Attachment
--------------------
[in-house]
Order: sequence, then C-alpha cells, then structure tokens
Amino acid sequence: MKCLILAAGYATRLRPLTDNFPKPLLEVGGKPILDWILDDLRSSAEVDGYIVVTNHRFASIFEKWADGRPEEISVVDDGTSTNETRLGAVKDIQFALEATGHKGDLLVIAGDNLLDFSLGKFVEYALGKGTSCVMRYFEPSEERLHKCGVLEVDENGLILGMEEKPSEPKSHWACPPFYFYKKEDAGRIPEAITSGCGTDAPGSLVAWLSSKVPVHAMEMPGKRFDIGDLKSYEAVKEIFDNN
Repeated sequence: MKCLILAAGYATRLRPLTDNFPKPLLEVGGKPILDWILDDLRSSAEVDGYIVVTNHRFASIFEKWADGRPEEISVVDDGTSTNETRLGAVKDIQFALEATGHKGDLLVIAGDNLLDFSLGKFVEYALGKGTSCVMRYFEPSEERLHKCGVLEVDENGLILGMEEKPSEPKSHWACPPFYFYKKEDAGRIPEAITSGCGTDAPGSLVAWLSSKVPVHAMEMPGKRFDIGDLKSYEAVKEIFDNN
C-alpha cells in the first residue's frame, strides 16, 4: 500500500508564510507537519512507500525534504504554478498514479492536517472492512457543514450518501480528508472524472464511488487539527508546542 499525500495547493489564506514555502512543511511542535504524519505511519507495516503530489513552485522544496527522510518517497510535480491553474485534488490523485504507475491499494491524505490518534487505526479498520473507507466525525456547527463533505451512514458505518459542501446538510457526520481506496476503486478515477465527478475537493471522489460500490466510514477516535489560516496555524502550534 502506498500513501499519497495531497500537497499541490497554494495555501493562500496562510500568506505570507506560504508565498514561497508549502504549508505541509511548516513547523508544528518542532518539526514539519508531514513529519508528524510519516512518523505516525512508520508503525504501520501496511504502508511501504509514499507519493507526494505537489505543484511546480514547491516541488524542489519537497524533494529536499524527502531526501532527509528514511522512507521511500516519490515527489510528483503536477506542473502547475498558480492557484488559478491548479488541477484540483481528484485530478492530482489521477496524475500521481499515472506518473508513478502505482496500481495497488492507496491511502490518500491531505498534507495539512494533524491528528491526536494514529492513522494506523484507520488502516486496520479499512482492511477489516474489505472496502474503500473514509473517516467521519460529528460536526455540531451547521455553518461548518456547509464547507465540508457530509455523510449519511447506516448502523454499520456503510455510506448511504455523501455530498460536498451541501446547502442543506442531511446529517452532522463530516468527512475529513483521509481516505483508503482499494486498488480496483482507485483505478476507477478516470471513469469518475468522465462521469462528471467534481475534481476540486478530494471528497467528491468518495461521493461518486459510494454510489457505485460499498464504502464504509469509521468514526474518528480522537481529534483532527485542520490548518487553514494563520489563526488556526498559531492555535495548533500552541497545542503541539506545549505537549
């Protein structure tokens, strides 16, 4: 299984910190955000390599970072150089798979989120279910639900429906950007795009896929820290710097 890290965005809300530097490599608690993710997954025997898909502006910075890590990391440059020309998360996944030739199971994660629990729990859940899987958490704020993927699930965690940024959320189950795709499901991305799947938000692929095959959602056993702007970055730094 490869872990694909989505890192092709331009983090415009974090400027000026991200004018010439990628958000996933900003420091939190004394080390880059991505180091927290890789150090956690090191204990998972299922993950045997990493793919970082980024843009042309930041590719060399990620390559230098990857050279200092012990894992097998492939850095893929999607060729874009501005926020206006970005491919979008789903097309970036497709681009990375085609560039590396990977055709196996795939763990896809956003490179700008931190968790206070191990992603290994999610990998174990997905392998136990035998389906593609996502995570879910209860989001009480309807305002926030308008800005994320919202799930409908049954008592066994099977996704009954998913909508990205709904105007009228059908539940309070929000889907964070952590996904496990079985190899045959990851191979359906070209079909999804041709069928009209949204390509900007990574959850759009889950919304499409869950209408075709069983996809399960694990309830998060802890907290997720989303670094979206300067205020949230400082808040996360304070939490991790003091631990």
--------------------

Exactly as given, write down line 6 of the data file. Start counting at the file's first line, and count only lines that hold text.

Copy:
């Protein structure tokens, strides 16, 4: 299984910190955000390599970072150089798979989120279910639900429906950007795009896929820290710097 890290965005809300530097490599608690993710997954025997898909502006910075890590990391440059020309998360996944030739199971994660629990729990859940899987958490704020993927699930965690940024959320189950795709499901991305799947938000692929095959959602056993702007970055730094 490869872990694909989505890192092709331009983090415009974090400027000026991200004018010439990628958000996933900003420091939190004394080390880059991505180091927290890789150090956690090191204990998972299922993950045997990493793919970082980024843009042309930041590719060399990620390559230098990857050279200092012990894992097998492939850095893929999607060729874009501005926020206006970005491919979008789903097309970036497709681009990375085609560039590396990977055709196996795939763990896809956003490179700008931190968790206070191990992603290994999610990998174990997905392998136990035998389906593609996502995570879910209860989001009480309807305002926030308008800005994320919202799930409908049954008592066994099977996704009954998913909508990205709904105007009228059908539940309070929000889907964070952590996904496990079985190899045959990851191979359906070209079909999804041709069928009209949204390509900007990574959850759009889950919304499409869950209408075709069983996809399960694990309830998060802890907290997720989303670094979206300067205020949230400082808040996360304070939490991790003091631990």